Dignity Dig"ni*ty, n.; pl. {Dignities}. [OE. dignete, dignite, OF. dignet['e], dignit['e], F. dignit['e], fr. L. dignitas, from dignus worthy. See {Dainty}, {Deign}.] 1. The state of being worthy or honorable; elevation of mind or character; true worth; excellence. [1913 Webster]

2. Elevation; grandeur. [1913 Webster]

The dignity of this act was worth the audience of kings. --Shak. [1913 Webster]

3. Elevated rank; honorable station; high office, political or ecclesiastical; degree of excellence; preferment; exaltation. --Macaulay. [1913 Webster]

And the king said, What honor and dignity hath been done to Mordecai for this? --Esth. vi. 3. [1913 Webster]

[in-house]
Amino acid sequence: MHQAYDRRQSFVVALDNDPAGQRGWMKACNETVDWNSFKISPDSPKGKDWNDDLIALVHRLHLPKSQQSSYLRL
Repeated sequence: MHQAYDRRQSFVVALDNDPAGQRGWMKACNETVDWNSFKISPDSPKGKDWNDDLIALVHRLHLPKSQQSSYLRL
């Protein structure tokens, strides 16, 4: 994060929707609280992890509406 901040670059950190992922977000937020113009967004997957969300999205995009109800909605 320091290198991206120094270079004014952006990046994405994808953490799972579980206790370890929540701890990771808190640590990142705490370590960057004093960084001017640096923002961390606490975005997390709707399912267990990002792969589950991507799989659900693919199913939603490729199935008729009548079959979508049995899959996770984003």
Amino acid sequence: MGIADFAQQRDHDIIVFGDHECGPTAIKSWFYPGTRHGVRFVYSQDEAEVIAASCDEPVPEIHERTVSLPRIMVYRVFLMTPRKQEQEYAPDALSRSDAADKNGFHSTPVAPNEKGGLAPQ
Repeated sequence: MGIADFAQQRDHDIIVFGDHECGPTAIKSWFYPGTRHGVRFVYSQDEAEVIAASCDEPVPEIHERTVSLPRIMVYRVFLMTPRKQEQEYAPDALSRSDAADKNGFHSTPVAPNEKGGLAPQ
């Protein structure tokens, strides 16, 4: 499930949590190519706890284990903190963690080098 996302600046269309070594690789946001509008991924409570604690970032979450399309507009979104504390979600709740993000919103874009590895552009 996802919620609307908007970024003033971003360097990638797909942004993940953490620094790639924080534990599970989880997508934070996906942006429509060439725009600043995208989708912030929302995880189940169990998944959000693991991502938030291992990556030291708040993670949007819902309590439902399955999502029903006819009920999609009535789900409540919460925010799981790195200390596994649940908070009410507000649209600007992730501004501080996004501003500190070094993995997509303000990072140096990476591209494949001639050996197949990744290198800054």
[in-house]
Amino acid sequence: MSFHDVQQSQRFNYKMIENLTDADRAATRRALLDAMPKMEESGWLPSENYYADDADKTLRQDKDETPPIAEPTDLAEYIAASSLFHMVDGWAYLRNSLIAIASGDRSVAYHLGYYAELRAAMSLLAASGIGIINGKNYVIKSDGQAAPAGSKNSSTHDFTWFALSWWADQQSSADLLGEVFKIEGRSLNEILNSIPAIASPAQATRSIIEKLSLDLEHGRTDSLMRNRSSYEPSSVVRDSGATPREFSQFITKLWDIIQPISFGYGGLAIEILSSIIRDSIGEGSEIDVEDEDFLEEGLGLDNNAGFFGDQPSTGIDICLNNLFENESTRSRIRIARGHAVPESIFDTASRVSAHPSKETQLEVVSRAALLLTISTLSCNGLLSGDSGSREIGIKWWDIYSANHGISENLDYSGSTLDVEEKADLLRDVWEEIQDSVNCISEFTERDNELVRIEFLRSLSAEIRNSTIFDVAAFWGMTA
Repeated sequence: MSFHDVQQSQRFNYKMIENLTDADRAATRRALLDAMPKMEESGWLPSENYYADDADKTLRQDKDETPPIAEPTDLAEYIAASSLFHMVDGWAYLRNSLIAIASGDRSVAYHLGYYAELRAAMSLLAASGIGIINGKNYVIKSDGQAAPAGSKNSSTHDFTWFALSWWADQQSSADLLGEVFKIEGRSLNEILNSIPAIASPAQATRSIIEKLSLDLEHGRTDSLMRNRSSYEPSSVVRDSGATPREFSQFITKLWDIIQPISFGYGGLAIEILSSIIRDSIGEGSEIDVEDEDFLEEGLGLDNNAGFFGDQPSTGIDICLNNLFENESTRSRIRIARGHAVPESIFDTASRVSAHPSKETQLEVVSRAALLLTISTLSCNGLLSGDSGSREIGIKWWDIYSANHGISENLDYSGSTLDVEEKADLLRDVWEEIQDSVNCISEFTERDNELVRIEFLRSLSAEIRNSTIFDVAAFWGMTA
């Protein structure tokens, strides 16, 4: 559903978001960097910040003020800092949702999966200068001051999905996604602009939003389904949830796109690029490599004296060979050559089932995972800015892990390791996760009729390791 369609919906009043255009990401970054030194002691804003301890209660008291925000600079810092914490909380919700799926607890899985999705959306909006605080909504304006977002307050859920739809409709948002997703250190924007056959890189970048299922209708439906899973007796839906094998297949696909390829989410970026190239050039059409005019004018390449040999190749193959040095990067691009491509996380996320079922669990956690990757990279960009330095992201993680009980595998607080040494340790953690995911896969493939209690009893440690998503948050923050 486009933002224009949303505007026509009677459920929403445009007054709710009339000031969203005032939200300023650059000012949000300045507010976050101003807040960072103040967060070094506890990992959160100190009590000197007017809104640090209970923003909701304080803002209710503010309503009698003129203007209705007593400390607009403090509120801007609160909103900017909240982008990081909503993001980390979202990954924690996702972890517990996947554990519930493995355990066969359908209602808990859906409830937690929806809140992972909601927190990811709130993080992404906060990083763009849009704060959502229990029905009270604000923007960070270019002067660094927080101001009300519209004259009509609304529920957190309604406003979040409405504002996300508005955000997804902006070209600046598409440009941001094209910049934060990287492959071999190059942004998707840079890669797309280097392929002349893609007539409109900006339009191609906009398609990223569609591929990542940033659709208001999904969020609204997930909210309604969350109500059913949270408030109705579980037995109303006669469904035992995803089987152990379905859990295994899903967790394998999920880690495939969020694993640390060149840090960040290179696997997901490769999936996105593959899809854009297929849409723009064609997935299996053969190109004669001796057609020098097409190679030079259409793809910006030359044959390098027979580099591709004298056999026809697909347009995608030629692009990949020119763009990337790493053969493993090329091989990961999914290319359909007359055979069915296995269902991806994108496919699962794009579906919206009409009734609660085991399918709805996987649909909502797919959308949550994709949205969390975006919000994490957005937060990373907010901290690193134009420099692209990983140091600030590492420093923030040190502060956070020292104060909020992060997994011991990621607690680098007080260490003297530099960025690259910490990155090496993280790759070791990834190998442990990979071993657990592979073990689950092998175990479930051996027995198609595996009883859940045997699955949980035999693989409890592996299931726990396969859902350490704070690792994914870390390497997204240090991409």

Reuben, thou art my firstborn, . . . the excellency of dignity, and the excellency of power. --Gen. xlix. 3. [1913 Webster]

4. Quality suited to inspire respect or reverence; loftiness and grace; impressiveness; stateliness; -- said of mien, manner, style, etc. [1913 Webster]

A letter written with singular energy and dignity of thought and language. --Macaulay. [1913 Webster]

5. One holding high rank; a dignitary. [1913 Webster]

These filthy dreamers . . . speak evil of dignities. --Jude. 8. [1913 Webster]

6. Fundamental principle; axiom; maxim. [Obs.] [1913 Webster]

Sciences concluding from dignities, and principles known by themselves. --Sir T. Browne.

Syn: See {Decorum}. [1913 Webster]

{To stand upon one's dignity}, to have or to affect a high notion of one's own rank, privilege, or character. [1913 Webster]

They did not stand upon their dignity, nor give their minds to being or to seeming as elegant and as fine as anybody else. --R. G. White. [1913 Webster]

The Collaborative International Dictionary of English. 2000.

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